The Deer


Tendrils of fog cavorted in low lying hollows in the chill morning air. I traveled the curving country lanes with half my mind already in the classroom, preparing for the day ahead.  When I arrived I would unstack the tidy piles of chairs and nestle them up to the tables already set with bright red caddies and folders labeled “Morning Work.”  The weekly newsletter was printed and stacked on the table by the door. I couldn’t forget to send those home and mentally envisioned sticking one bright sheet of paper into each small cubby. 

A flash of movement ahead caught my eye, pulling my attention fully back into my car and the moment.  Flocks of turkey, raccoons, fox and deer were a common sight along these back roads at dawn.  Many flew, scampered or bounded across the road, but others were still, strewn across the road or heaped in a pile– lifeless obstacles to avoid. On the occasion when I misjudged my tires’ trajectory, I was literally sickened by the thud under my wheels and I’d learned to be extra cautious driving at dawn and at dusk.

Ahead of me the movement repeated, low, by the side of the road. What was it? I peered through the windshield, easing my foot off the accelerator, and drifted closer.

There it was… on the other side of the road…a deer. It lay on its side, parallel to the road, facing me. As I neared, it suddenly  moved, twisting with tremendous effort, yet unable to regain its feet. It’s tawny legs thrashed from side to side.  It lifted its long neck, struggling mightily, then dropped back down to the berm.  Then it lay there, sides heaving. My guts twisted, as I slowed the car to a crawl and looked, horrified, at the deer. How long had it been here?  What should I do?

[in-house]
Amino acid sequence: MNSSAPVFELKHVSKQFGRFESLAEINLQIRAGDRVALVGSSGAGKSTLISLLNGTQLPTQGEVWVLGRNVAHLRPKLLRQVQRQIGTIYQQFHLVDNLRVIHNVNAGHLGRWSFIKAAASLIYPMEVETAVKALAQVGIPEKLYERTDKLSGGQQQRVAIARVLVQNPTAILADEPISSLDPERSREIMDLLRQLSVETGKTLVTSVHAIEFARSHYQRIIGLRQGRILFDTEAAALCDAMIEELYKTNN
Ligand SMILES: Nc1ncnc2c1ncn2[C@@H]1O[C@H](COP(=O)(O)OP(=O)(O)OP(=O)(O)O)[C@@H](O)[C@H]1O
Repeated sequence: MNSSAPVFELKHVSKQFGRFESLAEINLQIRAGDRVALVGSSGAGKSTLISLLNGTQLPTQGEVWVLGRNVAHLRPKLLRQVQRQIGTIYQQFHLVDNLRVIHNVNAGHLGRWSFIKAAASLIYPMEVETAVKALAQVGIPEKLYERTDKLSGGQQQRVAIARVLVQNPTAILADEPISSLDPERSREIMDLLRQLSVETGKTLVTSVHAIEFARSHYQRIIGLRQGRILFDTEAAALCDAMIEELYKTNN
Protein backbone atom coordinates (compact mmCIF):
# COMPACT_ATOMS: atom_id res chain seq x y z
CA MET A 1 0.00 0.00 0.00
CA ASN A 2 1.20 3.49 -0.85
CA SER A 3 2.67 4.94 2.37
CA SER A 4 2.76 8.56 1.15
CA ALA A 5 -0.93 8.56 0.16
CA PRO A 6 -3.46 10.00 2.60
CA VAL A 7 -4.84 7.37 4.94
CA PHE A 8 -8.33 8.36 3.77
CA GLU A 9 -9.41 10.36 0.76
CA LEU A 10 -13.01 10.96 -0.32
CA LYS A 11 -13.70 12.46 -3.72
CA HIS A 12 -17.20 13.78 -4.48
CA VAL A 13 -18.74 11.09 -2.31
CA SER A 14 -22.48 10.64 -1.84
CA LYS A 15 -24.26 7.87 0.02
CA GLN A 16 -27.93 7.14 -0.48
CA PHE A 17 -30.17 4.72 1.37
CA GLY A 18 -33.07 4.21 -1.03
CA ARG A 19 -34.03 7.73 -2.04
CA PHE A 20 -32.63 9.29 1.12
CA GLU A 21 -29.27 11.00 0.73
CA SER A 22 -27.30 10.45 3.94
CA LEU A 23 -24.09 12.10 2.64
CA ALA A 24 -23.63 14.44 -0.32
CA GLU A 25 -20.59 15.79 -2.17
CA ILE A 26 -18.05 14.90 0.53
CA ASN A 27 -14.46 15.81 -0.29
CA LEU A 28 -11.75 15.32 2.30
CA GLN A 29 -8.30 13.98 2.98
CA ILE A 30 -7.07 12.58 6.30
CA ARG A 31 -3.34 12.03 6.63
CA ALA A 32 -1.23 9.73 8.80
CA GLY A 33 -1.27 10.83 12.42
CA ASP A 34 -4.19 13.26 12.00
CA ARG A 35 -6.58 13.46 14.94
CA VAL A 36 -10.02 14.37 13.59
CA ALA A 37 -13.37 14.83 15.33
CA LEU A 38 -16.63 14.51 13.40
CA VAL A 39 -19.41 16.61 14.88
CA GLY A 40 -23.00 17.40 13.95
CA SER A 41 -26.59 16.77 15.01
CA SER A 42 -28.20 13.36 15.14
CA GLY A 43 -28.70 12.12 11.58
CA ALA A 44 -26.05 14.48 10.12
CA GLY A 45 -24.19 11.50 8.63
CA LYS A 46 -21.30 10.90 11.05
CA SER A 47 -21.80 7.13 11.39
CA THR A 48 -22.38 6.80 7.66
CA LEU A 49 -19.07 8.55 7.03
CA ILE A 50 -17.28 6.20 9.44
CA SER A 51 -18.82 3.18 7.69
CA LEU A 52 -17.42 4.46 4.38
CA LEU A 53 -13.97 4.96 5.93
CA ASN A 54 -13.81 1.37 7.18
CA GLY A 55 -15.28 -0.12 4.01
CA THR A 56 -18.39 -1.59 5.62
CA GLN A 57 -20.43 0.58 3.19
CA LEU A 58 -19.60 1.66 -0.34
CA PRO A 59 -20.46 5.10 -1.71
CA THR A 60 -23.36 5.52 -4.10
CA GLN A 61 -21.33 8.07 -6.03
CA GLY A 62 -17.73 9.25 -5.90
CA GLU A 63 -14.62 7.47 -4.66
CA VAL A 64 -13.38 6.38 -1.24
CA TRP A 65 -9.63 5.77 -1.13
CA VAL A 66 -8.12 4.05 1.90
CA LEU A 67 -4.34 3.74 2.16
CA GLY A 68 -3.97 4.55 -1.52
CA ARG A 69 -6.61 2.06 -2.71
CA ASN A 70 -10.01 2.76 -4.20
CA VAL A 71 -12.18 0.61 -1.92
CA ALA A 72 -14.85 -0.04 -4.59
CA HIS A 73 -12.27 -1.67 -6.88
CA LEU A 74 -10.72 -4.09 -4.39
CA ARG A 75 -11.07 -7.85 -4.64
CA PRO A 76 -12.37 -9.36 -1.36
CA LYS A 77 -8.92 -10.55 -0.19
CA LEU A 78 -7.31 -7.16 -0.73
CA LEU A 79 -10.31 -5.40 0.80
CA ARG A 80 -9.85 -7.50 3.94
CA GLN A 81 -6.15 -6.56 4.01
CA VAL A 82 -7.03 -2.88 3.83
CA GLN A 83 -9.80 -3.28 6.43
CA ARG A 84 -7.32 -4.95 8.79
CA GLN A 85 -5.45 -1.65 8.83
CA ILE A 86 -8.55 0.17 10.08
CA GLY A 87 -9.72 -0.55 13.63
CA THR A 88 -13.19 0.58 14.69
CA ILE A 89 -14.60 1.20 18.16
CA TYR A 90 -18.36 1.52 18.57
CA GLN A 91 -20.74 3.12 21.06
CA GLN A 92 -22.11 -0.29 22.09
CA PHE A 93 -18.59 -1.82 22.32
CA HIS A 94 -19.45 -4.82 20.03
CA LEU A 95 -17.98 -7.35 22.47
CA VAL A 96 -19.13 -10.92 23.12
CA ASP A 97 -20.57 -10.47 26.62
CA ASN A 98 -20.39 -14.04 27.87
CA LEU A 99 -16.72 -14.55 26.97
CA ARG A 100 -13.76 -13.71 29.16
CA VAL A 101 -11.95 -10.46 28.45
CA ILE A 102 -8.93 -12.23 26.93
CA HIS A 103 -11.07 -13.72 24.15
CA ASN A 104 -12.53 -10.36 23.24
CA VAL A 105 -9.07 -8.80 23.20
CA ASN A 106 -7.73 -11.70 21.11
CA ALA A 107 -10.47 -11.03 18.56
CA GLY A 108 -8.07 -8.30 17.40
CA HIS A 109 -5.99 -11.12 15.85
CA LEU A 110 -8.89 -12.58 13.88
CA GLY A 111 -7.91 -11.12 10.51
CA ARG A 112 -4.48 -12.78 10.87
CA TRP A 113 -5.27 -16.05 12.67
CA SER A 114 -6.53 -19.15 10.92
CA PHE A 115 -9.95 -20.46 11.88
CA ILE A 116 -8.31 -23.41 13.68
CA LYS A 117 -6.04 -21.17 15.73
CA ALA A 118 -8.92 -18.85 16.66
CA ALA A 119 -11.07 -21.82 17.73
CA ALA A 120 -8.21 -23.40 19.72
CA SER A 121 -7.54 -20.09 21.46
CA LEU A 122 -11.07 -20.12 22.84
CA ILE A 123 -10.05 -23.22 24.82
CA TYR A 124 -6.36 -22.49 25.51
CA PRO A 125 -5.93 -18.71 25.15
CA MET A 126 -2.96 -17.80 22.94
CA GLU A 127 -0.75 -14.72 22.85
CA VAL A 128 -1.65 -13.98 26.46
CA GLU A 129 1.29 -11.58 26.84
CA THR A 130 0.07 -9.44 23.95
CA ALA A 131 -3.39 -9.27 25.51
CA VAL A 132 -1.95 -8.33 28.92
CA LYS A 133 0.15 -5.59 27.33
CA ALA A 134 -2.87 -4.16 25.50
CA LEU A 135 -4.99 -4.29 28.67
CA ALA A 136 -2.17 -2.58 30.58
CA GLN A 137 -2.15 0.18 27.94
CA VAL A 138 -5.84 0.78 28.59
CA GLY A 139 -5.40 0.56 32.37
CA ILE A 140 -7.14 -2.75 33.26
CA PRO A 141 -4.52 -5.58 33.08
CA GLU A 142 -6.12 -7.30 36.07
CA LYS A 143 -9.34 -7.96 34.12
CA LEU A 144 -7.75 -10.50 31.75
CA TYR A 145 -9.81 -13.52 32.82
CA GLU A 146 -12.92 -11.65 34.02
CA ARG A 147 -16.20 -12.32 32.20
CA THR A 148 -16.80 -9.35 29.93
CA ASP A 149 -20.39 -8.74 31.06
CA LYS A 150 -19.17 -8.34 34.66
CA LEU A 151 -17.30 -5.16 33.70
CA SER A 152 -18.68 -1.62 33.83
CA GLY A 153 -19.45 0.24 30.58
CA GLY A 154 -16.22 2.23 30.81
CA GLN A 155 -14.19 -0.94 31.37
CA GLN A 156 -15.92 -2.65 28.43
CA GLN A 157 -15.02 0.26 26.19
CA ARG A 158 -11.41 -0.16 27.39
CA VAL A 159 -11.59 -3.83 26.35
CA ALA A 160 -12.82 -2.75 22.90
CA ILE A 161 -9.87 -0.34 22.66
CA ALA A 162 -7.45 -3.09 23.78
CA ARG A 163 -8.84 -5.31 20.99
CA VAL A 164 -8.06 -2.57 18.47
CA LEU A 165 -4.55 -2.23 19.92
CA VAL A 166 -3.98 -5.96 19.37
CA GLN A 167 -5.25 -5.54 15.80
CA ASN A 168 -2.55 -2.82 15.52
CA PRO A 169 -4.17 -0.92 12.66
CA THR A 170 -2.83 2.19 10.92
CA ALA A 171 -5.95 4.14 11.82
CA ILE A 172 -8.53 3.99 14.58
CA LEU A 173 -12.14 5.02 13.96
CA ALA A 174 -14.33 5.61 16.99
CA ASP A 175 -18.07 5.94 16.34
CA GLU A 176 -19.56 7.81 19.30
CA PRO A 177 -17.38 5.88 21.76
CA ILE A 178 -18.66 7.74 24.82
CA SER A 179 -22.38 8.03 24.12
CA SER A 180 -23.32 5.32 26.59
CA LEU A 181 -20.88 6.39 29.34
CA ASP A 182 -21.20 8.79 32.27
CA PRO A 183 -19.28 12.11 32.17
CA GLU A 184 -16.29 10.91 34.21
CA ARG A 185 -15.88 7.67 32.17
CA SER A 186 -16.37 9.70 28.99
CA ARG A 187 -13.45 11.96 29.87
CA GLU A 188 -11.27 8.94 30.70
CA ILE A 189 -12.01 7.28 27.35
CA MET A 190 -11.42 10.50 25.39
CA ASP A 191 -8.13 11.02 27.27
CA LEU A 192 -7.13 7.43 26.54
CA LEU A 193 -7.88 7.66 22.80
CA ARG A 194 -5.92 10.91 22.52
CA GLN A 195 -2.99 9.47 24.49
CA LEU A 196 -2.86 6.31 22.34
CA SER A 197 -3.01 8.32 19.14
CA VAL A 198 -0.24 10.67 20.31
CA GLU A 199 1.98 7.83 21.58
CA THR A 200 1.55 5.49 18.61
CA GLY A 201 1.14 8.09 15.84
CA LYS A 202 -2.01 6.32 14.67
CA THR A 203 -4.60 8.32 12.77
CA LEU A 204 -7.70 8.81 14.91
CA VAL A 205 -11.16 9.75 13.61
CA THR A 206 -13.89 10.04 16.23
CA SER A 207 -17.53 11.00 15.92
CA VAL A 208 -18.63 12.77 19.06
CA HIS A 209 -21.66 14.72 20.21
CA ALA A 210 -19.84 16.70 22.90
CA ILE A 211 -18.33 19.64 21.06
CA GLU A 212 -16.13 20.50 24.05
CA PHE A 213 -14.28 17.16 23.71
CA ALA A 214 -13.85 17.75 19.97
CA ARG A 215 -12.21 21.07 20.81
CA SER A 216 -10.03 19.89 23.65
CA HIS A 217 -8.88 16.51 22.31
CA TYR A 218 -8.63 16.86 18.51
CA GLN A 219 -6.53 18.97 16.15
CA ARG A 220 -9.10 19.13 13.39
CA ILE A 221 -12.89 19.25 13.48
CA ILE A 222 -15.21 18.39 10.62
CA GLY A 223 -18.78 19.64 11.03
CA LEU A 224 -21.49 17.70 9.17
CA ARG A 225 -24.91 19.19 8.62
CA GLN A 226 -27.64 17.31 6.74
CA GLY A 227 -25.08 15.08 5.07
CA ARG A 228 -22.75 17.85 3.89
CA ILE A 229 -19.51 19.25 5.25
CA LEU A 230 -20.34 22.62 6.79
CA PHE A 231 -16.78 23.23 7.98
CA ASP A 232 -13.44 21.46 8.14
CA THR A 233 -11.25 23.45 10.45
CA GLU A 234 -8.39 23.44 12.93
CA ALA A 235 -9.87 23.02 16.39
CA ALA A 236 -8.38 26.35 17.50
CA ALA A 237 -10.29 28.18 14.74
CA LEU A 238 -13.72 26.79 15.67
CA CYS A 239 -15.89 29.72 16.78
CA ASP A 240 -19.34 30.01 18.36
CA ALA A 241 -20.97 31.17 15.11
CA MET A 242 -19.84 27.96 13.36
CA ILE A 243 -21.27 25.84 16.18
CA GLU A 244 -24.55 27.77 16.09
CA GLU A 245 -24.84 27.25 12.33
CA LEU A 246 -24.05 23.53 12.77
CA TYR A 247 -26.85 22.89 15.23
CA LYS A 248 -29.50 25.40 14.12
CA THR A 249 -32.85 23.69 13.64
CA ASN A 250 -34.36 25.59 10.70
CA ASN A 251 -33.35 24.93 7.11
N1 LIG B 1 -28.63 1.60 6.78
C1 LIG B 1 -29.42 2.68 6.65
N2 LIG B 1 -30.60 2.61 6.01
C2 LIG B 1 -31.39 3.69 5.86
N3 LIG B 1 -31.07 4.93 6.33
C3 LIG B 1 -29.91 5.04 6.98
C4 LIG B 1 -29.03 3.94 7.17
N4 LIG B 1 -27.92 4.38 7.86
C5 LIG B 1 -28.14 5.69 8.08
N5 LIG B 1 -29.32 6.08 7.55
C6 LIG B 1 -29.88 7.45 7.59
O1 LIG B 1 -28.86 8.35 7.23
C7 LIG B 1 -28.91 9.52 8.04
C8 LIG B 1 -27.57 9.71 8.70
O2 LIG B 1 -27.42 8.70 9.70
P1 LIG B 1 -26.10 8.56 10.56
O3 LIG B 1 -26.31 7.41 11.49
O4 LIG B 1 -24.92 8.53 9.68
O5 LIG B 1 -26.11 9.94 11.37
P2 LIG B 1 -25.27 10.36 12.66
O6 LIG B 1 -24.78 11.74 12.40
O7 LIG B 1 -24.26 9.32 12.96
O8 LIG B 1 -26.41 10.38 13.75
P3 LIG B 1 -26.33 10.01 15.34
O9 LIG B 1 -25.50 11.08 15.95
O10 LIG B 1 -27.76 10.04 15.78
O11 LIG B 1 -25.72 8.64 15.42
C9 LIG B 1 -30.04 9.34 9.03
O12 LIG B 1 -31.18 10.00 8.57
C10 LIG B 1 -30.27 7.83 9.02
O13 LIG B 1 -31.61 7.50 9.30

The words leapt unbidden into my mind. I wish I had a gun.

But even if I did have a gun, what would I do?  I might like to think I’d be able to calmly and resolutely end that deer’s misery, but I’d be lying to myself.  That takes a kind of strength I don’t have. I’d never held a gun in my life and, anyway, I had no gun. My brain raced in circles while the deer continued its futile struggle at the edge of the road. 

Watching, my stomach churned and my fists clamped, white-knuckled, on the steering wheel.  My car continued to edge slowly closer to the deer’s resting place. I still had no idea what to do and felt trapped in the moment, paralyzed. My eyes darted frantically up and down the road, looking for someone, anyone, who might know what to do and have the physical and mental means to do it.  “Oh my God, Oh my God,” I repeated to myself again and again, as  I watched the deer struggle. 

In the distance ahead, yellowed headlights bobbed into view. I continued drifting, passing the deer, half off the road, still hesitating. I looked desperately toward the approaching vehicle, praying it was a pick up truck with a gun rack.  It pulled into view–not a pick up truck.  But then, without hesitation, this driver pulled over beside the flailing, distressed deer, stopped his car and opened the door. He was clearly prepared to handle the situation. A better man than I.

Tears in my eyes, I continued to roll away from the parked car and the deer. Then passing the baton, I pushed on the accelerator and moved forward into my day, toward my gleaming classroom, leaving a ribboning trail of shame and guilt behind me like a dark splotch on a country road.

14 thoughts on “The Deer

  1. Lisa says:

    I wouldn’t be able to do anything. I’d call the police, I suppose. But I used to work with a woman who carried a giant hunting knife in her trunk for just such an occasion. She knew how to use it too. Her dog had tangled with a porcupine, so she kept an eye out for a dead one on the side of the road. When she found one, she skinned it (on her way to work) so they could use it to teach the dog to stay away from prickly critters. That is not me! I’m glad someone came along to help the deer.